5

a questions from a relative n00b: I’d like to split a vector into three vectors of different lengths, with the values assigned to each vector at random. For example, I’d like to split the vector of length 12 below into vectors of length 2,3, and 7

I can get three equal sized vectors using this:

test<-1:12
split(test,sample(1:3))

Any suggestions on how to split test into vectors of 2,3, and 7 instead of three vectors of length 4?

11

You could use rep to create the indices for each group and then split based on that

split(1:12, rep(1:3, c(2, 3, 7)))

If you wanted the items to be randomly assigned so that it's not just the first 2 items in the first vector, the next 3 items in the second vector, ..., you could just add call to sample

split(1:12, sample(rep(1:3, c(2, 3, 7))))

If you don't have the specific lengths (2,3,7) in mind but just don't want it to be equal length vectors every time then SimonO101's answer is the way to go.

  • My bad - made an edit for that case. – Dason Aug 23 '13 at 15:49
  • I would have thought: split(sample(1:12), rep(1:3, c(2, 3, 7))). Permute first, then split. But I guess it comes out the same in the end. I didn't like the fact that you method seems to leave the samples ordered. – 42- Aug 23 '13 at 15:50
  • @DWin - Guess it depends on what you want. The way I have it now the vectors will be sorted (or at least in the original order). If that isn't what they want then your way would be better. – Dason Aug 23 '13 at 15:52
  • Thanks! This worked great.Appreciate the speedy responses from you all. – Emilio M. Bruna Aug 23 '13 at 15:59
4

How about using sample slightly differently...

set.seed(123)
test<-1:12
split( test , sample(3, 12 , repl = TRUE) )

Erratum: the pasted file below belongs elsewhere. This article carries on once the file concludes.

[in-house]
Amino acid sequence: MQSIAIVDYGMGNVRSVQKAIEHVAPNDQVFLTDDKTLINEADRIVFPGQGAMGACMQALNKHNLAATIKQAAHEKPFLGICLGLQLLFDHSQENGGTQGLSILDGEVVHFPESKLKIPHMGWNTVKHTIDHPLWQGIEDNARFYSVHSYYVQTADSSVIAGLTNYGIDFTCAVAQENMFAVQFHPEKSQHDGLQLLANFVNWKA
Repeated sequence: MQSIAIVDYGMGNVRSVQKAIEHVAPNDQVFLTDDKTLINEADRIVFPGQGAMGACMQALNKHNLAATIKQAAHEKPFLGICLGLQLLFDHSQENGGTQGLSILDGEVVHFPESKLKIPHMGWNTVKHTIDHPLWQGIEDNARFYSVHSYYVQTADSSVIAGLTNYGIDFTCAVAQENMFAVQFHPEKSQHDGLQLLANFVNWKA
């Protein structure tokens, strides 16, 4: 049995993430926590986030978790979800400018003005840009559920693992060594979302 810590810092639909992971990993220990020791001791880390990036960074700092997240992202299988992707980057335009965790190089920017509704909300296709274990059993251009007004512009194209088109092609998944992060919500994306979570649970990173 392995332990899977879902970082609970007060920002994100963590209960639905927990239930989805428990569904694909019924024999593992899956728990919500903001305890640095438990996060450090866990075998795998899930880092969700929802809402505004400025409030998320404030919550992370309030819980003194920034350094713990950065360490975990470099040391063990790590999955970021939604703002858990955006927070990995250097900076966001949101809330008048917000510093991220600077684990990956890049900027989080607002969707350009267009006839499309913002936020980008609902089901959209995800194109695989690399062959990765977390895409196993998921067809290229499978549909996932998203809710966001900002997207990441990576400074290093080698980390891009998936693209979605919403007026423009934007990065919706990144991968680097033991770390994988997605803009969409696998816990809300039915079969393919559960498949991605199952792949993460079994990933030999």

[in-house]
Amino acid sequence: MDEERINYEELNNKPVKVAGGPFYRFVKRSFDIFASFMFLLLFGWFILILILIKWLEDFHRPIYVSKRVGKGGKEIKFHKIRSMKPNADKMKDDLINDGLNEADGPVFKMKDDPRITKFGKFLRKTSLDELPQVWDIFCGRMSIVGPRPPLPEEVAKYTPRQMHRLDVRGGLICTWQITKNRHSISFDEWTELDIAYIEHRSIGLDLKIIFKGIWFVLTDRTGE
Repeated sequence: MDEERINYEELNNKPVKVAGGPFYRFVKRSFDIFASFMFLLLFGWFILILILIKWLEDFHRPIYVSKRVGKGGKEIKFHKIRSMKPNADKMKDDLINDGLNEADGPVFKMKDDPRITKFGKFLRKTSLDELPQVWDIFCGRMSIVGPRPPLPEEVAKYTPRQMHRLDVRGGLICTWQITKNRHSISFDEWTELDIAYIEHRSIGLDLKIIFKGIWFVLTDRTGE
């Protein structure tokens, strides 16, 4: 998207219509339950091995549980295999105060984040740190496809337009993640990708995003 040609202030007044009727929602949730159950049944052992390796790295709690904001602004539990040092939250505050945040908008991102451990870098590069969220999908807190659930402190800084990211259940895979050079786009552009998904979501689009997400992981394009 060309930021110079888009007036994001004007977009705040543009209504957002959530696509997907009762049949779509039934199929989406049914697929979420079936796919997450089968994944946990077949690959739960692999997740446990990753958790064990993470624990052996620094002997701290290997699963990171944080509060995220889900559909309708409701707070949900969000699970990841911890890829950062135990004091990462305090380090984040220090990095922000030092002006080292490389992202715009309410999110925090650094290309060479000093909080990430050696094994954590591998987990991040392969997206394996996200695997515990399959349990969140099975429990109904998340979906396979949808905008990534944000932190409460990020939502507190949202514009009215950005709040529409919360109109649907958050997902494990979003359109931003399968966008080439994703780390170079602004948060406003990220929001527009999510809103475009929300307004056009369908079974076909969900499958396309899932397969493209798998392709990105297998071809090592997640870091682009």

#$`1`
#[1] 1 6

#$`2`
#[1]  3  7  9 10 12

#$`3`
#[1]  2  4  5  8 11

set.seed(1234)
test<-1:12
split( test , sample(3, 12 , repl = TRUE) )

#$`1`
#[1] 1 7 8

#$`2`
#[1]  2  3  4  6  9 10 12

#$`3`
#[1]  5 11

The first argument in sample is the number of groups to split the vector into. The second argument is the number of elements in the vector. This will randomly assign each successive element into one of 3 vectors. For 4 vectors just do split( test , sample(4, 12 , repl = TRUE) ).

1

It is easier than you think. To split the vector in three new randomly chosen sets run the following code:

test <- 1:12
split(sample(test), 1:3)

By doing so any time you run your this code you would get a new random distribution in three different sets(perfect for k-fold cross validation).

You get:

> split(sample(test), 1:3)
$`1`
[1] 5 8 7 3

$`2`
[1]  4  1 10  9

$`3`
[1]  2 11 12  6

> split(sample(test), 1:3)
$`1`
[1] 12  6  4  1

$`2`
[1] 3 8 7 5

$`3`
[1]  9  2 10 11
0

You could use an auxiliary vector to format the way you want to split your data. Example:

Data <- c(1,2,3,4,5,6)

Format <- c("X","Y","X","Y","Z,"Z")

output <- split(Data,Format)

Will generate the output:

$X
[1] 1 3

$Y
[1] 2 4

$Z
[1] 5 6
  • This also does not split the elements into each vector at random! – Simon O'Hanlon Aug 23 '13 at 15:50

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